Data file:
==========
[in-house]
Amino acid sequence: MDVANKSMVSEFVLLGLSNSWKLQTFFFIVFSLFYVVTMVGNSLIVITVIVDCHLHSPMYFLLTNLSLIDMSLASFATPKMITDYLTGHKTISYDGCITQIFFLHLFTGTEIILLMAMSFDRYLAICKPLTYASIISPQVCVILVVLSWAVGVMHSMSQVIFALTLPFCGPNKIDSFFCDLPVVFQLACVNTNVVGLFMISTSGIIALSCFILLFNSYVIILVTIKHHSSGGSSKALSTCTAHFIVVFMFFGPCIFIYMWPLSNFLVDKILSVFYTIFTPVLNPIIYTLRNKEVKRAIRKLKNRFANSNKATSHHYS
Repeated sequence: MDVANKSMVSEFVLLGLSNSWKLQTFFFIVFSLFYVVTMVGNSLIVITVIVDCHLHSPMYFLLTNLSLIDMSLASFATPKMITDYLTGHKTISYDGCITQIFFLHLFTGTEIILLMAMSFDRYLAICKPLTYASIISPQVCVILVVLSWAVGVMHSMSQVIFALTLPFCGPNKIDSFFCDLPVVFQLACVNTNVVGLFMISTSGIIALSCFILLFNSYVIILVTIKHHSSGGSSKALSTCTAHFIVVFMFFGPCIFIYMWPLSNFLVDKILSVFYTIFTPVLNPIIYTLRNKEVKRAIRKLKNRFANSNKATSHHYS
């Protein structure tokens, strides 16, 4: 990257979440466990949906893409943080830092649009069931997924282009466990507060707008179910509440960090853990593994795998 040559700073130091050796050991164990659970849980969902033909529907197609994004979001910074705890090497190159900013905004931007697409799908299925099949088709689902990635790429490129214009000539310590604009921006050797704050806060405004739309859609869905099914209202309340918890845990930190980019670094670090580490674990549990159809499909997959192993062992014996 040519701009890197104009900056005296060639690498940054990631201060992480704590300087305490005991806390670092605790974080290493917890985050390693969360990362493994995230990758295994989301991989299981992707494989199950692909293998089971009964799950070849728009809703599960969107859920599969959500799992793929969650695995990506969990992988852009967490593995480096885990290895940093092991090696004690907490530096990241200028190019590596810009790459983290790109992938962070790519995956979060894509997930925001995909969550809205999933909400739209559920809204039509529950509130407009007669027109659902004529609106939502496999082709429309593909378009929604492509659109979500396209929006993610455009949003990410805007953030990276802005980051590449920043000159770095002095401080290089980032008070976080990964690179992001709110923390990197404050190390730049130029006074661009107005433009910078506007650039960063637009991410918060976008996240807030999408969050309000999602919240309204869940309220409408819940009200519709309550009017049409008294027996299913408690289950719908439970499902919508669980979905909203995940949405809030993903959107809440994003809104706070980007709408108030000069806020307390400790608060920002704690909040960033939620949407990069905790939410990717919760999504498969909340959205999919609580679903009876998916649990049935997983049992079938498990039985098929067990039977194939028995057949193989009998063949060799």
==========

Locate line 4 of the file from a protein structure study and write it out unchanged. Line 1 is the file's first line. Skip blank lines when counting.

């Protein structure tokens, strides 16, 4: 990257979440466990949906893409943080830092649009069931997924282009466990507060707008179910509440960090853990593994795998 040559700073130091050796050991164990659970849980969902033909529907197609994004979001910074705890090497190159900013905004931007697409799908299925099949088709689902990635790429490129214009000539310590604009921006050797704050806060405004739309859609869905099914209202309340918890845990930190980019670094670090580490674990549990159809499909997959192993062992014996 040519701009890197104009900056005296060639690498940054990631201060992480704590300087305490005991806390670092605790974080290493917890985050390693969360990362493994995230990758295994989301991989299981992707494989199950692909293998089971009964799950070849728009809703599960969107859920599969959500799992793929969650695995990506969990992988852009967490593995480096885990290895940093092991090696004690907490530096990241200028190019590596810009790459983290790109992938962070790519995956979060894509997930925001995909969550809205999933909400739209559920809204039509529950509130407009007669027109659902004529609106939502496999082709429309593909378009929604492509659109979500396209929006993610455009949003990410805007953030990276802005980051590449920043000159770095002095401080290089980032008070976080990964690179992001709110923390990197404050190390730049130029006074661009107005433009910078506007650039960063637009991410918060976008996240807030999408969050309000999602919240309204869940309220409408819940009200519709309550009017049409008294027996299913408690289950719908439970499902919508669980979905909203995940949405809030993903959107809440994003809104706070980007709408108030000069806020307390400790608060920002704690909040960033939620949407990069905790939410990717919760999504498969909340959205999919609580679903009876998916649990049935997983049992079938498990039985098929067990039977194939028995057949193989009998063949060799």